Today, I’m calling on business leaders across the nation to commit to give greater employment opportunities to qualified individuals who for far too long have been excluded from the workforce because of their criminal records.
Every year, 650,000 people in the U.S. leave prison to re-enter society. They often find themselves shut out of opportunities to make an honest living. Consequently, they have difficulty reintegrating and too many end up back behind bars – a cycle that leaves families broken and communities damaged.
It’s time business and HR leaders put an end to re-sentencing individuals who have duly served their time. People with criminal records need stable jobs just like everyone else.
And at a time when unemployment is at a record low, and businesses are experiencing a human capital crisis, we can’t afford to continue shutting out this untapped pool of qualified people.
It’s SHRM’s belief that people who have made mistakes and paid the penalty deserve a fair chance to bring their much-needed skills back into the workplace.
That is why SHRM, in partnership with Koch Industries, has launched the Getting Talent Back to Work pledge, an initiative to help give qualified individuals with criminal records a fair shake at gainful employment. The initiative also offers guidance to business and HR leaders who are considering hiring this traditionally overlooked talent pool for the first time.
Already, the pledge has been signed by a diverse coalition of organizations and business leaders who represent more than 50 percent of the American workforce, including the American Staffing Association, the National Restaurant Association and the U.S. Chamber of Commerce, to name a few.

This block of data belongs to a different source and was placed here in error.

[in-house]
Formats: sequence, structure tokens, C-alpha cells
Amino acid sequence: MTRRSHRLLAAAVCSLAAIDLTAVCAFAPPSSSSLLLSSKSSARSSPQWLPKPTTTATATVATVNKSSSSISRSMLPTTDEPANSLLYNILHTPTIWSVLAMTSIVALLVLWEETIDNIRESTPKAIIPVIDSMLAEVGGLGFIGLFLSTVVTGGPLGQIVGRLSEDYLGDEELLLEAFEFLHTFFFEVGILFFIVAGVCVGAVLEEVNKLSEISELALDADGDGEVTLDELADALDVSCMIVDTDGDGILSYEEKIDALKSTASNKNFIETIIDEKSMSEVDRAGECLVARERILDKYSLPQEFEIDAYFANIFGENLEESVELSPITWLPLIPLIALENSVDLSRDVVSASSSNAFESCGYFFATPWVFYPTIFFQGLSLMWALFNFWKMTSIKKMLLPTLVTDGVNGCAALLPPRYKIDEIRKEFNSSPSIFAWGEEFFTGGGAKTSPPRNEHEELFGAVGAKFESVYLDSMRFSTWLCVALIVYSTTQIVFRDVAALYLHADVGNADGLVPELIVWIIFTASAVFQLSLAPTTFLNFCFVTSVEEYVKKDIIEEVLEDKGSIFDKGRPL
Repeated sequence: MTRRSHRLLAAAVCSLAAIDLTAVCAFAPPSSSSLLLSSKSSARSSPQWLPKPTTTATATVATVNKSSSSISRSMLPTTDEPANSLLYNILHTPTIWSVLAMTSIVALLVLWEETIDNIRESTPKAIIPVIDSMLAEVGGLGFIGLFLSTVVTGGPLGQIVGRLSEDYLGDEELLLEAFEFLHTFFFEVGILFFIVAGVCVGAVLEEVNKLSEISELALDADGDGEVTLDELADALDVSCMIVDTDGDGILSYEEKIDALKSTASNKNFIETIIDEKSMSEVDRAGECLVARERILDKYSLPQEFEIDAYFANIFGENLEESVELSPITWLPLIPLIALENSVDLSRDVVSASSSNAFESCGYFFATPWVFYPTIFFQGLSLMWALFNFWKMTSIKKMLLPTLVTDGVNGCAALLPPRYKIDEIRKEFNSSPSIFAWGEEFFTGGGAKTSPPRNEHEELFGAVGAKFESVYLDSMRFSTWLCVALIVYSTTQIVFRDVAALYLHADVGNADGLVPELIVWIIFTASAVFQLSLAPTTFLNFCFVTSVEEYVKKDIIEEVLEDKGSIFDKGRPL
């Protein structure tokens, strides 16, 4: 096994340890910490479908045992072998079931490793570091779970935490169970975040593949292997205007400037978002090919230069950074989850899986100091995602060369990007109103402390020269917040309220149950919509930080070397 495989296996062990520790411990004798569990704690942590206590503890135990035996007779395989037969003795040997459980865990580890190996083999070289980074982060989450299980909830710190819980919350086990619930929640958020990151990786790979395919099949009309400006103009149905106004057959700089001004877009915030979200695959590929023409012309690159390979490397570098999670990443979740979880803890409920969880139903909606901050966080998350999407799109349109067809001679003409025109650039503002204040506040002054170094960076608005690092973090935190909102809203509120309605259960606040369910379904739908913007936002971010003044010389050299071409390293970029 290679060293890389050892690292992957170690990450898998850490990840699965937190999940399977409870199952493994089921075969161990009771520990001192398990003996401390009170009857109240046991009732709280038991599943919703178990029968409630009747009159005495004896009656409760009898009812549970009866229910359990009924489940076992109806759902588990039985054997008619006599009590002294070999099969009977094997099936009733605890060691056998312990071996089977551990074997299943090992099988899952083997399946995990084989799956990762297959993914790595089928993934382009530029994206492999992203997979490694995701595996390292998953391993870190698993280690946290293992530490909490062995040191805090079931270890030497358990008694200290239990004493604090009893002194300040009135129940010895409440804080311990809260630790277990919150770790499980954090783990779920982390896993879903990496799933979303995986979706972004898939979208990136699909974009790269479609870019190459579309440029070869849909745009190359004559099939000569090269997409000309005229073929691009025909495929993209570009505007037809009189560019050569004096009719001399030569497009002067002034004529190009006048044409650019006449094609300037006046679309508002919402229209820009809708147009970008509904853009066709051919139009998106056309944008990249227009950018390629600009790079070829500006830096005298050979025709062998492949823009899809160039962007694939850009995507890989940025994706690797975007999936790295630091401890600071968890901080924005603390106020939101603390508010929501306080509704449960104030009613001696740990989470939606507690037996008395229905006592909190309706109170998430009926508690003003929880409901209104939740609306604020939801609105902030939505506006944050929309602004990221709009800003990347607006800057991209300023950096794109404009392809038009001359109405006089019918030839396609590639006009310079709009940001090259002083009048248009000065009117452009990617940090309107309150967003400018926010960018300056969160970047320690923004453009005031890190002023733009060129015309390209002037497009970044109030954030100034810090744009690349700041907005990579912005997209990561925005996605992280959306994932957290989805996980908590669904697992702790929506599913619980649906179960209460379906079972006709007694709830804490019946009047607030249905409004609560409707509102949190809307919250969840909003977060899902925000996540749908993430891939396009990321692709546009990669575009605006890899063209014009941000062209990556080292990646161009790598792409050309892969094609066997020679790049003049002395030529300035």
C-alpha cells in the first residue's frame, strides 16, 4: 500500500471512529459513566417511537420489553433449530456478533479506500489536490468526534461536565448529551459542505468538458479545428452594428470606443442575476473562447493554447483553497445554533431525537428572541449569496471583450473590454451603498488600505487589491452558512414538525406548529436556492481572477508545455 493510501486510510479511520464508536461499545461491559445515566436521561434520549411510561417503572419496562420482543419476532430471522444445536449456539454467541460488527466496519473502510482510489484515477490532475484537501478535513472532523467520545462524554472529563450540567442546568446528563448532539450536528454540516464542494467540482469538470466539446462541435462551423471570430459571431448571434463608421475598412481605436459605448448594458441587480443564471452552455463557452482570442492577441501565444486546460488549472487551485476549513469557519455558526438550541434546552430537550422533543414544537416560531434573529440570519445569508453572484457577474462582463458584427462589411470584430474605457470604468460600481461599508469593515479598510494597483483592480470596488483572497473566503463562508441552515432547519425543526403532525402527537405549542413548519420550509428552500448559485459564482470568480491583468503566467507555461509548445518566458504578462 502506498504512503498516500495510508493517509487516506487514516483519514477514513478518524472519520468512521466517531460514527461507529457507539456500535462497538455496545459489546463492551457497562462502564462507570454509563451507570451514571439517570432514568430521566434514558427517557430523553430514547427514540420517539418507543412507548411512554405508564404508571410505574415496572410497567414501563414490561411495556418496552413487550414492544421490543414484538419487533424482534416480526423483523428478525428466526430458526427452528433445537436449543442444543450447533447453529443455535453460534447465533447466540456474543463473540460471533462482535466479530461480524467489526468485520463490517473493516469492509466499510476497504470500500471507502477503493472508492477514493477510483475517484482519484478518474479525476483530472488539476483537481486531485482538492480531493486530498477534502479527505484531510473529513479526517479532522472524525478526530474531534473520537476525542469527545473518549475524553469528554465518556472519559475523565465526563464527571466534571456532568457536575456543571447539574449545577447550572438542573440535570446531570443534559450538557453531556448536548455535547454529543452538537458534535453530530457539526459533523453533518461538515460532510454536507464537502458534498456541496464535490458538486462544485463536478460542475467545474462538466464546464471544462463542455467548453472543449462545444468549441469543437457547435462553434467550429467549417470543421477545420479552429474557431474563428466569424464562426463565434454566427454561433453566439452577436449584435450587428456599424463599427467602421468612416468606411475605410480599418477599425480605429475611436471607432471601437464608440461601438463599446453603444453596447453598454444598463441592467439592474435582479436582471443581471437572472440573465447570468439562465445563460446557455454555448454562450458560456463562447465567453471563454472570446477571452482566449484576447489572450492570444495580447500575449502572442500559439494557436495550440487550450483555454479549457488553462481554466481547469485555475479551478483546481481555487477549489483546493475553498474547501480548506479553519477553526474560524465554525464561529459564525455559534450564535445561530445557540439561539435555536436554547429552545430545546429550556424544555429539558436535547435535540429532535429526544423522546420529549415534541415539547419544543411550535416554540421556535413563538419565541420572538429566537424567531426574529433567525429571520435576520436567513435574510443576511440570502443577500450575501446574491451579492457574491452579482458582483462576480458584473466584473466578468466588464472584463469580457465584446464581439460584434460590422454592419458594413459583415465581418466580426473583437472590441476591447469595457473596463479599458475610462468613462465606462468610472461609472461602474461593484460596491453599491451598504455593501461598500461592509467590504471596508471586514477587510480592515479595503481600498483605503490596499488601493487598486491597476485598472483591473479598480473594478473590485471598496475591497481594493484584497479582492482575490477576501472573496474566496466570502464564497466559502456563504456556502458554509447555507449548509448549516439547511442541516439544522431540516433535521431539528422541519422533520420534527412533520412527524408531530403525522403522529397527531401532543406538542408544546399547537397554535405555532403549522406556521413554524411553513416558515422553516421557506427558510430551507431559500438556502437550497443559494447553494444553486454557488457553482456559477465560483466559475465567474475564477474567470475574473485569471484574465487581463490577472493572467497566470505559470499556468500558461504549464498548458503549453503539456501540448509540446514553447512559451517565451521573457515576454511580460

Last month, Congress and the Trump Administration passed and signed into law the bipartisan First Step Act, improving rehabilitation and re-entry opportunities for thousands of incarcerated men and women.
Now it’s time for business leaders to do our part, taking the next step to see that someone who is qualified and deserving of a second chance is considered for employment opportunities regardless of their criminal record.
This is one of several issues we’ll be discussing Friday, February 1, during our virtual broadcast SHRM Live: State of the Workplace.
Because some of society’s biggest issues are also workplace issues, and no one else has a better understanding of the needs of our country’s workplaces than SHRM.
Join us in this movement to create better opportunities for deserving individuals who want to work. Join us as we seek positive, more inclusive workplaces.